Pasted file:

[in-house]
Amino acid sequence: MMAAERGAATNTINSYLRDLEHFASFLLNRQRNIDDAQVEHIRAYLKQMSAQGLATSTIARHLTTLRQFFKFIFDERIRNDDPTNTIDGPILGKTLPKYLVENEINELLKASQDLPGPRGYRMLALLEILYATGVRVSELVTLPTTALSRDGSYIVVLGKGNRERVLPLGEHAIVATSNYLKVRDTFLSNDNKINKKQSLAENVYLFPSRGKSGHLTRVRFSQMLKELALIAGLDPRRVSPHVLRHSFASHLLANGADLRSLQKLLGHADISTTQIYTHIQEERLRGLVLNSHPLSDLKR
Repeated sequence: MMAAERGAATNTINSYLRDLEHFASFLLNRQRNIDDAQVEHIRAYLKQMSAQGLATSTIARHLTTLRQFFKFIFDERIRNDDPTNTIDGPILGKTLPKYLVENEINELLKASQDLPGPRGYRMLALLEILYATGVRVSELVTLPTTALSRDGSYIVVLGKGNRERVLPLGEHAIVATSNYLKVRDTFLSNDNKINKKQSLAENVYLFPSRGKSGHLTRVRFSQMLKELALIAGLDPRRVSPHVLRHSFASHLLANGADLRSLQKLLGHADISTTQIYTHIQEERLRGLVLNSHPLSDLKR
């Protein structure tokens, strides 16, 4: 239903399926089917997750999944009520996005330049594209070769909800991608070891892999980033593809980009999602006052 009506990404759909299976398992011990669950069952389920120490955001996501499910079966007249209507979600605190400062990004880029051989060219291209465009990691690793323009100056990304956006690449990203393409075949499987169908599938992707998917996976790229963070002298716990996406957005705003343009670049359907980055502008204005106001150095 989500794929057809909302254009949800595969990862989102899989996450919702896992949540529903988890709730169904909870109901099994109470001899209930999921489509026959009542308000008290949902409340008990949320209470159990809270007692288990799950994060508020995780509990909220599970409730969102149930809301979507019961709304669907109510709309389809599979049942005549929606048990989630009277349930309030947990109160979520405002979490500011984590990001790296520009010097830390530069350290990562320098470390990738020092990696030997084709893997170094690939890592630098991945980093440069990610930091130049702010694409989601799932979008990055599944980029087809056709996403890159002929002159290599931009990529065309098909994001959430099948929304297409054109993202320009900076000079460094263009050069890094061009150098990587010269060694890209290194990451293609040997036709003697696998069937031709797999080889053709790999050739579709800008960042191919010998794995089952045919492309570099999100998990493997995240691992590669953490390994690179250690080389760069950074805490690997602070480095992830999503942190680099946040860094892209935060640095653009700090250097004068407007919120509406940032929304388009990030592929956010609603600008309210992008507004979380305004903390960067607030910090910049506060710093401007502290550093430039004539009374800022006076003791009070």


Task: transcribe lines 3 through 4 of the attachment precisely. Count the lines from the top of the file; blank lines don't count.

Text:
Repeated sequence: MMAAERGAATNTINSYLRDLEHFASFLLNRQRNIDDAQVEHIRAYLKQMSAQGLATSTIARHLTTLRQFFKFIFDERIRNDDPTNTIDGPILGKTLPKYLVENEINELLKASQDLPGPRGYRMLALLEILYATGVRVSELVTLPTTALSRDGSYIVVLGKGNRERVLPLGEHAIVATSNYLKVRDTFLSNDNKINKKQSLAENVYLFPSRGKSGHLTRVRFSQMLKELALIAGLDPRRVSPHVLRHSFASHLLANGADLRSLQKLLGHADISTTQIYTHIQEERLRGLVLNSHPLSDLKR
């Protein structure tokens, strides 16, 4: 239903399926089917997750999944009520996005330049594209070769909800991608070891892999980033593809980009999602006052 009506990404759909299976398992011990669950069952389920120490955001996501499910079966007249209507979600605190400062990004880029051989060219291209465009990691690793323009100056990304956006690449990203393409075949499987169908599938992707998917996976790229963070002298716990996406957005705003343009670049359907980055502008204005106001150095 989500794929057809909302254009949800595969990862989102899989996450919702896992949540529903988890709730169904909870109901099994109470001899209930999921489509026959009542308000008290949902409340008990949320209470159990809270007692288990799950994060508020995780509990909220599970409730969102149930809301979507019961709304669907109510709309389809599979049942005549929606048990989630009277349930309030947990109160979520405002979490500011984590990001790296520009010097830390530069350290990562320098470390990738020092990696030997084709893997170094690939890592630098991945980093440069990610930091130049702010694409989601799932979008990055599944980029087809056709996403890159002929002159290599931009990529065309098909994001959430099948929304297409054109993202320009900076000079460094263009050069890094061009150098990587010269060694890209290194990451293609040997036709003697696998069937031709797999080889053709790999050739579709800008960042191919010998794995089952045919492309570099999100998990493997995240691992590669953490390994690179250690080389760069950074805490690997602070480095992830999503942190680099946040860094892209935060640095653009700090250097004068407007919120509406940032929304388009990030592929956010609603600008309210992008507004979380305004903390960067607030910090910049506060710093401007502290550093430039004539009374800022006076003791009070």